Don’t Like The Book – Sue The Author

By Todd D. Lamb
Supreme Court Justice Potter Stewart, writing for the majority in a landmark free speech case, once famously quipped, “I can’t define pornography, but I know it when I see it.”

Sometimes defining what constitutes a frivolous lawsuit is like that. Tough to describe in the abstract, but easy to find lots of examples. The latest example, as reported by the Wall Street Journal , is an increase in class action lawsuits against publishers from unhappy readers. Self-help authors beware: will you be next if readers don’t achieve their desired outcome after reading your book?

The most infamous lawsuit against a book, a class action suit over James Frey’s memoir A Million Little Pieces, was settled for up to $2.35 million, though only 1,700 people ended up asking to be reimbursed for book purchases. Legal fees totaled $783,000.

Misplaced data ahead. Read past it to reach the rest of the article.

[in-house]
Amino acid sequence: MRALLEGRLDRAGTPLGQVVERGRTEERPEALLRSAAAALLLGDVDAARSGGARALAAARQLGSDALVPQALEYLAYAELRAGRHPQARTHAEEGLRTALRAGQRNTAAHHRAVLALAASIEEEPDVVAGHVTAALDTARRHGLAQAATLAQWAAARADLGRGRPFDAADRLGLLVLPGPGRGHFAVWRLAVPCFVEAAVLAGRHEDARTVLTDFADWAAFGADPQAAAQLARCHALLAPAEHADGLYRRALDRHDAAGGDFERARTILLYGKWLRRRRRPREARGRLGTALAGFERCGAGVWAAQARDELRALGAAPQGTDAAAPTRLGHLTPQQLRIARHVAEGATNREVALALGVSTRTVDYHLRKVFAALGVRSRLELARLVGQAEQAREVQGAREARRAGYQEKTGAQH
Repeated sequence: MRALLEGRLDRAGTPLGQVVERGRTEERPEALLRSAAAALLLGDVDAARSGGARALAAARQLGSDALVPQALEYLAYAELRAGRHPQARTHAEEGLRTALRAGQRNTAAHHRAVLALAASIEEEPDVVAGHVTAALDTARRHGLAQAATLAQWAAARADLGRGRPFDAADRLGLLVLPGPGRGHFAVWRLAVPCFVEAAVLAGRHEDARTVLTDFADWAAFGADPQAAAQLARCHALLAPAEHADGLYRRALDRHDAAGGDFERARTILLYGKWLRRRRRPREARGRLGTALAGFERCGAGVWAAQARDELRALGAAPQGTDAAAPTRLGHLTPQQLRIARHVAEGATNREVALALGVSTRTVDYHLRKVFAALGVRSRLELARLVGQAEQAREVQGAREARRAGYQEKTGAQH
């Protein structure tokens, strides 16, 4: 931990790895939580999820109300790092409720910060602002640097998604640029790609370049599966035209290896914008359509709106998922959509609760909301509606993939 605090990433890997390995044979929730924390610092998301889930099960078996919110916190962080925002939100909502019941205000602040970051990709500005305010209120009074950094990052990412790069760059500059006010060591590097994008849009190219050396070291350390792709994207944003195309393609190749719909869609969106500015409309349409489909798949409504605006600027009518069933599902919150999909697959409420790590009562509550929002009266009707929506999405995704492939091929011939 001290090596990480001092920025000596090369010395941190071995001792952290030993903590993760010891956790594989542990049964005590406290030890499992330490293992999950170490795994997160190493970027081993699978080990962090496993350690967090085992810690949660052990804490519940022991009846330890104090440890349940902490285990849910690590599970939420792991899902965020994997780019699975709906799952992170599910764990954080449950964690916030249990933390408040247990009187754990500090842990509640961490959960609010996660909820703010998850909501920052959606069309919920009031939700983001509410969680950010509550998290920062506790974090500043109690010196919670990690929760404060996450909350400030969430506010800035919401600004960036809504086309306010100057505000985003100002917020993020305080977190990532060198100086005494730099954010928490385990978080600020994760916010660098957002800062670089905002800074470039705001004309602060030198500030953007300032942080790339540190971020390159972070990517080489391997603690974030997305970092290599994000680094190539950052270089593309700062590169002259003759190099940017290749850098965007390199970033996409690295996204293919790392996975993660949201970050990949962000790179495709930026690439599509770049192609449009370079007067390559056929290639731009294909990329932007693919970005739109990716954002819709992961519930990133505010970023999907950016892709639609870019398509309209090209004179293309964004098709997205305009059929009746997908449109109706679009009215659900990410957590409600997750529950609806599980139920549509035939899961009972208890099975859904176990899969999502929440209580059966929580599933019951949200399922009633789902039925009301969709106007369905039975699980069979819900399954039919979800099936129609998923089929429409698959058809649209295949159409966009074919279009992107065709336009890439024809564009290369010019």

In the world’s most litigious society – America’s personal injury attorneys see no profitable enterprise that isn’t fair game for litigation. It was only a matter of time before they set their sights on the New York Times Best Sellers list. And make no mistake, the attorneys themselves are the real winners in this effort. Freedom of speech be damned – if there is a dollar to be made, there is a lawyer on the case.

Todd D. Lamb is the Executive Director of Maryland Citizens Against Lawsuit Abuse

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